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CA-based Callaway Golf "just keeps growing and growing," according to Michael Johnson of GOLF WORLD. The company is now planning to enter the publishing business, with the formation of Callaway Golf Media Ventures. The venture is "still in the embryonic stage," and Callaway President & CEO Donald Dye says the company is "exploring a number" of media-related "possibilities," including a "Callaway Golf Guide," which would be produced with Callaway Golf Editions. Dye: "This will not be a vanity piece. It will be a newly created series of books that will have true, hard writing about golf." With the new projects, Dye "dismisses" talk that the company "might be getting away from its core business." Dye: "It's not like we're headed into tennis, skiing or running shoes. ... We define our business as golf and anything that relates to it. This is merely an extension of the way we currently do business. ... [W]e're not getting into other things out of concern (about the club business)" (GOLF WORLD, 10/31).
Marv Albert will return to NBC in an appearance on the "Today" show on November 13, according to Richard Huff of the N.Y. DAILY NEWS. Albert is "expected" to appear during the show's first hour and stay for a "lengthy" interview with Katie Couric. Albert will appear on ABC's "20/20" on Friday, CNN's "Larry King Live" on Monday, and CBS' "Late Show" on Wednesday (N.Y. DAILY NEWS, 11/5). USA TODAY's Rudy Martzke writes that some sports agents "doubt" that Albert is taking the "correct path back to broadcasting" following his conviction last month. IMG Senior VP Barry Frank: "I just think it's best to do nothing in these instances and let it blow over. The more you rehash it, the more you keep it out there." RLR Associates' Bob Rosen: "Perhaps Marv's still in a state of denial." But Albert's agent, Evan Bell, defends the appearances because people "want to know what happened" (USA TODAY, 11/5).
M'S TV DEAL: The Mariners have agreed on a three-year contract with KIRO-TV for the station to continue as the over-the-air rights holder for game telecasts through the 2000 season. The new deal calls for 62 to 65 over-the-air telecasts, with some of the games being carried by KSTW. The team also announced that both Rick Rizzs and Ron Fairly will return to the Mariners broadcast team next season, joining Dave Niehaus in the booth (Mariners). NOTES: NC-based A&J Sports, publishers of ACC Athlete Magazine, will receive "up to" $5M in new financing from Duke alum Jim Gills through Gills' diversified holding company, FL-based Jireh Inc. A&J co-Founder Alan Rodgers said the company will use the money to launch three other conference magazines -- for the SEC, Big Ten and one "undisclosed" conference -- and to increase marketing efforts throughout the ACC (Raleigh NEWS & OBSERVER, 11/4). NFL NOTES: ESPN's Sunday night Lions-Packers game drew "nearly" 7.2 million households to lead all basic cable programs, while ESPN's "NFL PrimeTime" drew 2.95 million households to rank eighth on the week (HOLLYWOOD REPORTER, 11/5)....ABC's "MNF" Steelers-Chiefs game earned a 15.7/26 rating. A special "Primetime Live" with Mike Tyson/Michael Jordan earned a 7.2/12 (WASHINGTON POST, 11/5).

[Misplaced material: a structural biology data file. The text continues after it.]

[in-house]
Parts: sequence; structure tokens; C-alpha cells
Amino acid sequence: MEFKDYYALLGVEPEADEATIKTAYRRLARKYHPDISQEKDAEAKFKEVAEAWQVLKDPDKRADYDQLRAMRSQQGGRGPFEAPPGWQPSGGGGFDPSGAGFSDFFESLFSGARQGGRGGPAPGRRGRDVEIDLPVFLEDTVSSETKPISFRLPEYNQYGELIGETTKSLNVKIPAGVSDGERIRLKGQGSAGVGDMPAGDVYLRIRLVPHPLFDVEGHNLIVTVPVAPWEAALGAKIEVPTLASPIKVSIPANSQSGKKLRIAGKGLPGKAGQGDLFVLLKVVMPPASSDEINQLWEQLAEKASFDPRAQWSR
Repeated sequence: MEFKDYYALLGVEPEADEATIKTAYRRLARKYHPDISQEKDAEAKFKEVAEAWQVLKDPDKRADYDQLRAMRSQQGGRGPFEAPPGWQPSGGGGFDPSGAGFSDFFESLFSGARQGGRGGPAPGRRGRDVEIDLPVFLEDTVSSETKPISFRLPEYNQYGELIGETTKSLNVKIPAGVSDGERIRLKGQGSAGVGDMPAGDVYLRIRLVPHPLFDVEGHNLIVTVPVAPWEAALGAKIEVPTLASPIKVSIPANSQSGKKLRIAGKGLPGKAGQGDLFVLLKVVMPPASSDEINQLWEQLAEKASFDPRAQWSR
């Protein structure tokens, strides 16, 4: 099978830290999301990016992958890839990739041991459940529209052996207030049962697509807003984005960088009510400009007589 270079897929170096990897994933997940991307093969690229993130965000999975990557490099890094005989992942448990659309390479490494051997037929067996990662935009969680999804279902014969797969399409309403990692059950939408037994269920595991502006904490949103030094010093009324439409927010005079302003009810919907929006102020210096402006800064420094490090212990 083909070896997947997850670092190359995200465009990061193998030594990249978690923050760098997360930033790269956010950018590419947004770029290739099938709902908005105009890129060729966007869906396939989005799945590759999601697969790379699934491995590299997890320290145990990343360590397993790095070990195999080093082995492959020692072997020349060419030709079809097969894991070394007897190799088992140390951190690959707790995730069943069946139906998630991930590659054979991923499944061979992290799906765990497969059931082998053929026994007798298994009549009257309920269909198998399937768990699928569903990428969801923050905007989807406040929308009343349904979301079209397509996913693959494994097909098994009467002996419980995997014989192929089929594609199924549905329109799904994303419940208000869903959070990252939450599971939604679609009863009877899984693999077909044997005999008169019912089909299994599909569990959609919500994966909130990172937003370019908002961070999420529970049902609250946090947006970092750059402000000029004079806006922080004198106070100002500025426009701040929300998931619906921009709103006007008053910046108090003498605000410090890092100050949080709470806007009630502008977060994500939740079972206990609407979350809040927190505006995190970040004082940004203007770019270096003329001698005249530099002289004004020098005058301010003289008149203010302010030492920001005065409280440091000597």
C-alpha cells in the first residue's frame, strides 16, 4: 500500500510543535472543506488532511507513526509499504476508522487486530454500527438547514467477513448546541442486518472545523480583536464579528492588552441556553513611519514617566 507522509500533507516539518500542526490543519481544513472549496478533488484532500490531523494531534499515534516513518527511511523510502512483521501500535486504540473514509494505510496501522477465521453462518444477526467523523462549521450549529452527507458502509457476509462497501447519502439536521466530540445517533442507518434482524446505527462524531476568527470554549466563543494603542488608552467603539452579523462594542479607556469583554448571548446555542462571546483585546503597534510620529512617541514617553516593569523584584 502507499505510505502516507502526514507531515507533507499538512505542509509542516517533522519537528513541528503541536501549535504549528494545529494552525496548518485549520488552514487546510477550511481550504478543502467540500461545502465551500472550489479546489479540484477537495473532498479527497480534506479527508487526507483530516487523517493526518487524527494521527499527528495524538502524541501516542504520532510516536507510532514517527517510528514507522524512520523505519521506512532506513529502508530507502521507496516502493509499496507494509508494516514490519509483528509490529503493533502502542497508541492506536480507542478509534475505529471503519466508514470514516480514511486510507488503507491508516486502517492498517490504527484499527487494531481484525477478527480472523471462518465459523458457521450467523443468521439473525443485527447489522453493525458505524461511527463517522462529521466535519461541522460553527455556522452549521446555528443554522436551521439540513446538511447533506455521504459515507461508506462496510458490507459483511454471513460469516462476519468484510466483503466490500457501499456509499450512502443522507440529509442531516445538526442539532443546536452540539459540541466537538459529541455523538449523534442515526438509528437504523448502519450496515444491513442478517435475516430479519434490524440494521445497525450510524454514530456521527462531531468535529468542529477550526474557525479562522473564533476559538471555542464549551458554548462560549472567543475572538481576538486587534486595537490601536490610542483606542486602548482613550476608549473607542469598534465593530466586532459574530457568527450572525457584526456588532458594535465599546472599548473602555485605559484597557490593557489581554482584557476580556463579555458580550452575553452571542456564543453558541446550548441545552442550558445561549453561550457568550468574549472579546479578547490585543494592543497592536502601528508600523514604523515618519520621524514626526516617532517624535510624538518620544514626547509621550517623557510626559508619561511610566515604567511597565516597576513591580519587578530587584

Fox/Liberty Networks launched Fox Sports World last weekend, but it "could be some time before many viewers will be able to watch the network," according to Richard Katz of MEDIAWEEK. MSO operators, "smarting from recent tough sales tactics on behalf of Fox/Liberty's regional sports channels," said that they "are not overly bullish" on the new channel. MediaOne Programming Dir Rob Stengle: "I think they might be a tad shy about coming to us after jamming us with massive rate increases on regional sports networks." Stengle also "expressed reservations" over the new network's "programming quality." However, Fox/Liberty Exec VP Rich Battista said that he is "confident" that cable operators won't punish Fox Sports World for the "deeds of its sister networks" (Richard Katz, MEDIAWEEK, 11/3 issue) "SUNDAY TICKET" COULD COST MORE: The threat of a "sharp escalation" in copyright costs to all DBS providers "could put a damper on the industry's collective growth," according to Michael Burgi of MEDIAWEEK. DBS "could be hit by a move last week by the Librarian of Congress to quadruple the fees it pays broadcast networks and superstations" from the current $.07 a subscriber to $.27. Burgi writes if the DBS industry "sees its costs go up, it will likely pass those costs onto subscribers" (MEDIAWEEK, 11/3 issue).